Effects of aging on the motor, cognitive and affective behaviors, neuroimmune responses and hippocampal gene expression

Gaurav Singhal, Julie Morgan, Magdalene C. Jawahar, Frances Corrigan, Emily J. Jaehne, Catherine Toben, James Breen, Stephen M. Pederson, Jim Manavis, Anthony J. Hannan, Bernhard T. Baune

Research output: Contribution to journalArticlepeer-review

7 Citations (Scopus)


The known effects of aging on the brain and behavior include impaired cognition, increases in anxiety and depressive-like behaviors, and reduced locomotor activity. Environmental exposures and interventions also influence brain functions during aging. We investigated the effects of normal aging under controlled environmental conditions and in the absence of external interventions on locomotor activity, cognition, anxiety and depressive-like behaviors, immune function and hippocampal gene expression in C57BL/6 mice. Healthy mice at 4, 9, and 14 months of age underwent behavioral testing using an established behavioral battery, followed by cellular and molecular analysis using flow cytometry, immunohistochemistry, and quantitative PCR. We found that 14-month-old mice showed significantly reduced baseline locomotion, increased anxiety, and impaired spatial memory compared to younger counterparts. However, no significant differences were observed for depressive-like behavior in the forced-swim test. Microglia numbers in the dentate gyrus, as well as CD8+ memory T cells increased towards late middle age. Aging processes exerted a significant effect on the expression of 43 genes of interest in the hippocampus. We conclude that aging is associated with specific changes in locomotor activity, cognition, anxiety-like behaviors, neuroimmune responses and hippocampal gene expression.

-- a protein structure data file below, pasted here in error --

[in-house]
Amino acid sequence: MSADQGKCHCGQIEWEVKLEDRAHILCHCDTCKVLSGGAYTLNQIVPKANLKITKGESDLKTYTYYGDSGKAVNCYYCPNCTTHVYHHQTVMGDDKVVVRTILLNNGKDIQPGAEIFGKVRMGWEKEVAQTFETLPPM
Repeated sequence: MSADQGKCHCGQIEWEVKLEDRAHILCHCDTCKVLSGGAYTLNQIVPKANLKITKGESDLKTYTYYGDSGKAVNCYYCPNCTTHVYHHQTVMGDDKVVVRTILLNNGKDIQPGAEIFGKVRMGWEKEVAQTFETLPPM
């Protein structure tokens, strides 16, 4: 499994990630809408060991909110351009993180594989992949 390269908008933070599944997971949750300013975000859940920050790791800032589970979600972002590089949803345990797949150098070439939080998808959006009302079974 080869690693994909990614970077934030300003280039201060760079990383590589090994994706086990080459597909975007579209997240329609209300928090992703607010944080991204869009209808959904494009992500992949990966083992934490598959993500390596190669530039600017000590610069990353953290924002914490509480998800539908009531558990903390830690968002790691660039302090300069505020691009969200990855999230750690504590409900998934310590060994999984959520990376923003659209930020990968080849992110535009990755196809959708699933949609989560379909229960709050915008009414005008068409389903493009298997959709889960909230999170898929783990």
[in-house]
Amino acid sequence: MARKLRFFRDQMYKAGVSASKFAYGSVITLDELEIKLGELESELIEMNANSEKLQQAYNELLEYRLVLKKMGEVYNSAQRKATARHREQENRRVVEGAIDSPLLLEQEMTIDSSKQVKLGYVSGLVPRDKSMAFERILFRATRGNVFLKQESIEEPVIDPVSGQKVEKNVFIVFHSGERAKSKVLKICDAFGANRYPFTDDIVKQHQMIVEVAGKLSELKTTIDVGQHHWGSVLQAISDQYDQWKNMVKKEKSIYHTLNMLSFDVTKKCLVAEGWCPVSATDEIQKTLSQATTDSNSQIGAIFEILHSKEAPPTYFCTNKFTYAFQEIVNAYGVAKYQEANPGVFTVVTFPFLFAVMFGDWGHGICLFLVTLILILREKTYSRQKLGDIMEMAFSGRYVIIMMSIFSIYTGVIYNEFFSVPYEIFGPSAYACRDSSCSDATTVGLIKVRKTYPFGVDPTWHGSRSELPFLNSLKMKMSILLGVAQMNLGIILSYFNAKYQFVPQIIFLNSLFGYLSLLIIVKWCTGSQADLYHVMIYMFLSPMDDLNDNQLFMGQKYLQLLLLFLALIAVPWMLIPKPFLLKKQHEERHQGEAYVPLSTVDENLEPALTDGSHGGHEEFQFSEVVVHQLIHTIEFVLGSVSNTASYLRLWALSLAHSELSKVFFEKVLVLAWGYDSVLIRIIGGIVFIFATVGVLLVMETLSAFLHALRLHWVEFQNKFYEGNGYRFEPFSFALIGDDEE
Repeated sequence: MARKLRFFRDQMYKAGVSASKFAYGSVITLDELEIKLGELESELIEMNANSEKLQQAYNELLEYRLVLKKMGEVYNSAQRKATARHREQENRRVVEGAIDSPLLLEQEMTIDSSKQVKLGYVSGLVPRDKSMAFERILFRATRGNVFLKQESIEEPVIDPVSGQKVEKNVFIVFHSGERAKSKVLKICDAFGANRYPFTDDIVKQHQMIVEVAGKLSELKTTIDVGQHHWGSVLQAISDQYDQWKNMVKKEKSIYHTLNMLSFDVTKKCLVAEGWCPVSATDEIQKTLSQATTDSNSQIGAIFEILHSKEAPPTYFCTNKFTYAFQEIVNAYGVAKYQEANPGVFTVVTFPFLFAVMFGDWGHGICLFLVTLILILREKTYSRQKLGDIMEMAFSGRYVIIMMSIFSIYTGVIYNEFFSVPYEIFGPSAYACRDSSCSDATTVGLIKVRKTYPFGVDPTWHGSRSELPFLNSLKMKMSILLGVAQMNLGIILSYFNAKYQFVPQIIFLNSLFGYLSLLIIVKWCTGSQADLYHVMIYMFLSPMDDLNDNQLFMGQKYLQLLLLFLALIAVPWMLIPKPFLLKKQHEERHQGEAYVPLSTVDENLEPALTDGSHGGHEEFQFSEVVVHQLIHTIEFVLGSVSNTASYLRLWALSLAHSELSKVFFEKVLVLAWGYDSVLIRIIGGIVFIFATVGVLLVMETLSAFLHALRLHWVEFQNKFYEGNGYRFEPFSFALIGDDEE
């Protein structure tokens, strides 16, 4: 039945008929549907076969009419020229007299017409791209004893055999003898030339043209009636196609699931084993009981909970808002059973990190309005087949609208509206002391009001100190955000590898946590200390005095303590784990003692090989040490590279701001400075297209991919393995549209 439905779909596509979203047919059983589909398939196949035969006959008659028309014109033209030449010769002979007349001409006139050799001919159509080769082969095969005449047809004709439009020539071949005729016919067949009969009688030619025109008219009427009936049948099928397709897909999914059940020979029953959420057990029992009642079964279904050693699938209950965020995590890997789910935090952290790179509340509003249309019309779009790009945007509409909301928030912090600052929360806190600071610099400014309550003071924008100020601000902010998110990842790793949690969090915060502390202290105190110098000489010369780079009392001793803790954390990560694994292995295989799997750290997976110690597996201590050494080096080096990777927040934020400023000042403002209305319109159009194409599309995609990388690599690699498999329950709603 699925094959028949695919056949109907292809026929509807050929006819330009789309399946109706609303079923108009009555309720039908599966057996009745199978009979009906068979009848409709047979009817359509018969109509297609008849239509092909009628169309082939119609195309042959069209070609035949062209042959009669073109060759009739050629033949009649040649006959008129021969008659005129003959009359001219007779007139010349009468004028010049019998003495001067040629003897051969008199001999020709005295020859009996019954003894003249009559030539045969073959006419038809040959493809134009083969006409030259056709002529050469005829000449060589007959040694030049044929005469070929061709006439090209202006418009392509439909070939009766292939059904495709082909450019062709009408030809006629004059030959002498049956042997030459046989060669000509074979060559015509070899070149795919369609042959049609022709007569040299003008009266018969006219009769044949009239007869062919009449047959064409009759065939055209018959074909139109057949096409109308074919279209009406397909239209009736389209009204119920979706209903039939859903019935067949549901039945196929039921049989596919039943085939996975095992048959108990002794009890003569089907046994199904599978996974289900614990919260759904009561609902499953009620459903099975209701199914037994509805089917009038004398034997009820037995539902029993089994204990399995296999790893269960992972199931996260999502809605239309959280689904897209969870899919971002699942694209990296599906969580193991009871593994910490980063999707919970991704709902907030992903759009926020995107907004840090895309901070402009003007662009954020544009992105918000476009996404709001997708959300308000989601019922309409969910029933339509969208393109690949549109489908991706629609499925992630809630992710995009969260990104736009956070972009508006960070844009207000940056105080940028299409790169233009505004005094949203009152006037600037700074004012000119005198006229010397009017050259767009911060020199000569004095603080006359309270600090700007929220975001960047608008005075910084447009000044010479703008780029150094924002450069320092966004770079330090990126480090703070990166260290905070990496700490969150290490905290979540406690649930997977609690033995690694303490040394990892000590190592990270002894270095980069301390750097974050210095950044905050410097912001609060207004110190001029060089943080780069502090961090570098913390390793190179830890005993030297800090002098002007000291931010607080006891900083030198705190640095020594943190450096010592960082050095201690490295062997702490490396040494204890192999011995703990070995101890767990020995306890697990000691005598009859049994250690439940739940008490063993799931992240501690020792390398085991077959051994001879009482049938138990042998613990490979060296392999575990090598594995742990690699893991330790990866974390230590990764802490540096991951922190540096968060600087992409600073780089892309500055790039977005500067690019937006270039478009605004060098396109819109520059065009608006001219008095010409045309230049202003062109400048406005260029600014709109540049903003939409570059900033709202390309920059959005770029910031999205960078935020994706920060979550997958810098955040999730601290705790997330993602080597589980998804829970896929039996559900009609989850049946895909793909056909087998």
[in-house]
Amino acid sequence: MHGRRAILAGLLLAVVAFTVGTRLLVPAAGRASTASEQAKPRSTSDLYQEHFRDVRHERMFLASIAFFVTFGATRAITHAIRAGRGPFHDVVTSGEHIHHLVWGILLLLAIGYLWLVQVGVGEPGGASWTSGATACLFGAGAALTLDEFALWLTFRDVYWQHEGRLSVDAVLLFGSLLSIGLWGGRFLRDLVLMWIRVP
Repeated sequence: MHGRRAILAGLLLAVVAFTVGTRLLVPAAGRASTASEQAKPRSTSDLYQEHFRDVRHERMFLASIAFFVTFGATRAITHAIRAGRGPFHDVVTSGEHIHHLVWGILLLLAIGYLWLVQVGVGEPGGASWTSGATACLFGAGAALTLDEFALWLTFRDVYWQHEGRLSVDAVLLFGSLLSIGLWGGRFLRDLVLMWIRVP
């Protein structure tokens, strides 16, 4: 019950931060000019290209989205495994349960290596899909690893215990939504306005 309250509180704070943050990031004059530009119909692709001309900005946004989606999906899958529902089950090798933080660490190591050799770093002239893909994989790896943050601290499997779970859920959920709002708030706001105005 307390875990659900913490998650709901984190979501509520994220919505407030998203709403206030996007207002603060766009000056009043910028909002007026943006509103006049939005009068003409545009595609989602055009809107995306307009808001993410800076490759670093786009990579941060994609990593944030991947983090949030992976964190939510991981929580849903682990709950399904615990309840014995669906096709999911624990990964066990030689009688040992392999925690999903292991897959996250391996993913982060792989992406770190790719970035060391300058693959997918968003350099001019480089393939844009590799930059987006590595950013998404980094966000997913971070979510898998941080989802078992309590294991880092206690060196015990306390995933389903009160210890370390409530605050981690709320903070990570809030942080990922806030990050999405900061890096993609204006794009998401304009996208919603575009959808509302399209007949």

Original languageEnglish
Article number112501
JournalBehavioural Brain Research
Publication statusPublished or Issued - 6 Apr 2020


  • Aging
  • Anxiety
  • Behavior
  • Brain
  • Cognition
  • Depression
  • Gene
  • Immune
  • Locomotor activity

ASJC Scopus subject areas

  • Behavioral Neuroscience

Cite this